Christmas at my house meant fresh pine boughs wrapped around the banister with velvet ribbon, candles in every window, and homemade dinners for 20 cooked by Mom. When I lost Mom at 23, Christmas became unbearable… until a new perspective helped me find peace.
Mom was the only girl in a house full of four brothers, so when she had a home of her own to decorate and two daughters to dress up, she didn’t hold back. Christmas was a month-long ritual we waited for all year, running errands in our matching red coats. On Christmas Day, we’d open the wreath-covered front door to welcome cousins and aunts and uncles.
Over the years, the dining room table—from my father’s own childhood as one of 13 siblings—was adjusted to expand and contract as partners, then spouses, then kids crowded around the table, Mom holding court over us all.
I always took for granted that someday, my own kids would gather at that same table, enjoy the traditions that had been passed down each December like the blue and white china plates Mom served us on. Life had other plans.
Mom found her tumor on my 21st birthday when she was just 53. She died three years later on October 29, 2009.
A Christmas discovery
Three years after her death, I made my annual pilgrimage north from Brooklyn to my childhood home outside of Boston for Christmas with my dad and sister. We were all putting on a brave face, but I couldn’t face the bare banister or candle-less windows. I channeled my inner Mom and marched up to the attic to hunt for Christmas ornaments.
From the attic window, the moonlight on the snow outside made the trees look like construction paper cutouts of themselves. Mom and Dad had built the house on an old Christmas tree farm. “Isn’t it wonderful to be surrounded by Christmas all year long?” Mom would joke. Now, her words seemed more like a reminder of what we once had. Dad was putting the house on the market come summer.
I headed toward a box promisingly labeled “Christmas” in Sharpie. Moving wooden cranberry strands from Mom’s peak New England craft phase aside, an unusual, yellowed envelope caught my eye. The envelope’s return address was a famous publishing house in Boston.
My mother was an editor before I was born but had given up her dream of being a writer when she had kids—or so I thought. Inside is a never-published manuscript for a children’s book dated February 10, 1993. I quickly do the math: I would have been 7, my sister 4.
The manuscript is titled “The Evil Stepmother (Who Wasn’t).” It’s the story of a little girl who loses her mother to cancer. Her father soon remarries, and at Christmas, the girl returns home to find her stepmother crying with an ornament in her hands: a star with a woman’s photograph. The stepmother reveals that she lost her mother, too, and always misses her most at Christmas.
I read Mom’s words alone under the bare bulb in the attic, surrounded by her things, and wonder why she was moved to write it. She was years away from her own diagnosis. Did part of her always know? Did losing her brother, whose dog tags were returned from Vietnam at Christmastime the year before I was born, inspire it? She’s not around to ask. There is no stepmother, evil or otherwise, in our lives. I pack the manuscript away, locate the ornaments I came for, and forget about Mom’s book in the craziness of the move that summer.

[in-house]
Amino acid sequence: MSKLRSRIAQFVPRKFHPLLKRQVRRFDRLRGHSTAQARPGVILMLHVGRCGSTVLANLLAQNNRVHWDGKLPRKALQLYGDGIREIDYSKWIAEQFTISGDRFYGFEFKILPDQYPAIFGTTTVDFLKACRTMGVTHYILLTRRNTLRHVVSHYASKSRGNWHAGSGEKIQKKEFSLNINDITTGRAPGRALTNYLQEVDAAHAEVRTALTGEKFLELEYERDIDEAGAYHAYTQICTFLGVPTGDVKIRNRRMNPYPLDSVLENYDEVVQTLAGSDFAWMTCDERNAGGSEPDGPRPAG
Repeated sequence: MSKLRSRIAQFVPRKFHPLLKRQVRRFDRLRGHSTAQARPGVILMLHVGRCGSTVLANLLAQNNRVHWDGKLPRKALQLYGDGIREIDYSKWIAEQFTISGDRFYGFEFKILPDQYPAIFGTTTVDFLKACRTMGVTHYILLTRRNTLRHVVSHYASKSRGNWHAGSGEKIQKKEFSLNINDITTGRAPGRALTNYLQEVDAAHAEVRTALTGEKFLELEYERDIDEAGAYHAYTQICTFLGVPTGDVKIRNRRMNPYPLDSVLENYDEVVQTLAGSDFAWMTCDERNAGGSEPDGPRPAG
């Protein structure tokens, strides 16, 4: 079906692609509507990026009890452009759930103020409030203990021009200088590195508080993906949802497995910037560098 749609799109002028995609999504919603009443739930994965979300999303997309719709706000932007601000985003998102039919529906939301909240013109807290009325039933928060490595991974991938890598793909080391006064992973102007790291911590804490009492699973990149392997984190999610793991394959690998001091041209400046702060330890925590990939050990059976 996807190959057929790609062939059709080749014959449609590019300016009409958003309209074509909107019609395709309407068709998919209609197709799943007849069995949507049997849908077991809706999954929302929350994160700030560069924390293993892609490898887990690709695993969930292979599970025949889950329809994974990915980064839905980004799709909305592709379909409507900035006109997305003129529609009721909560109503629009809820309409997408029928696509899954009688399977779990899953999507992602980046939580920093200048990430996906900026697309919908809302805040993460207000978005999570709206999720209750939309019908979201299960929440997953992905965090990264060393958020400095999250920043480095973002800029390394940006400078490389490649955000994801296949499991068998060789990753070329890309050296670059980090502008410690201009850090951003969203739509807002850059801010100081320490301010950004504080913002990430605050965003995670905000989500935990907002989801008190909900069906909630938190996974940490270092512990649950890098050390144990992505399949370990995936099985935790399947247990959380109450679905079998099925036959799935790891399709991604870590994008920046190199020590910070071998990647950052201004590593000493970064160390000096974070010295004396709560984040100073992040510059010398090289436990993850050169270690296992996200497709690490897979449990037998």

Without the home that had been the anchor for so many memories, I cut Christmas loose. I began to avoid the ringing bells of the Salvation Army. Even, for a while, the color red. Most of all, I avoided holiday music, shopping online to ensure a carol couldn’t catch me unawares.
That changed in December of 2017. Dad told me he was seeing someone; could he bring her to Christmas?
“Of course,” I said, stunned but happy.
We hugged each other shyly when we first met. Soon, she had Dad and me laughing. It was going so well, the three of us went to a nearby Marshall’s to pick out gifts. That’s when “White Christmas” began to play over the store’s speakers. I froze. It was the song Mom sang to me as a child to get me to sleep, the closest sound on earth to her voice. The earrings I was holding in my hands blurred as tears streamed down my face. I was mortified. Dad was mortified. I left the earrings and ran for the safety of the car, hoping Dad’s girlfriend didn’t notice.
We got home and I went to my room to pull myself together. There was a knock on the door: Dad’s girlfriend.
“Can I come in?”
She told me that Christmas was hard for her, too. That she had been a caregiver for her mother as she slowly slipped away from Alzheimer’s.
“Do you see this coat?” she asked, referring to the red swing coat I had complimented earlier.
“It was my Mom’s. Your Dad tells me your mother had a red coat, too. Maybe we can wear them together sometime?”
She handed me a small package. I unwrapped the tissue paper to reveal the earrings I had been holding at the store. I remembered the long-ago scene from Mom’s book and hugged this woman who made my Dad happy, who was offering us a second chance at Christmas.
A year later, my sister and I were maids of honor at Dad’s wedding. This past December, I hosted my first Christmas in New York. We decorated with ornaments old and new before taking in the city’s holiday lights. My stepmother and I walked arm in arm down Broadway in our mother’s robin red coats, cherished reminders of the stylish women who raised us.
Let these tales of Christmas kindness give you hope for the holidays.
Jessica Pearce Rotondi is the author of What We Inherit: A Secret War And A Family’s Search for Answers, the story of her family’s 36-year search to bring her missing uncle home from the CIA-led war in Laos. You can find her on Instagram and Twitter @JessicaRotondi or visit her at JessicaPearceRotondi.com.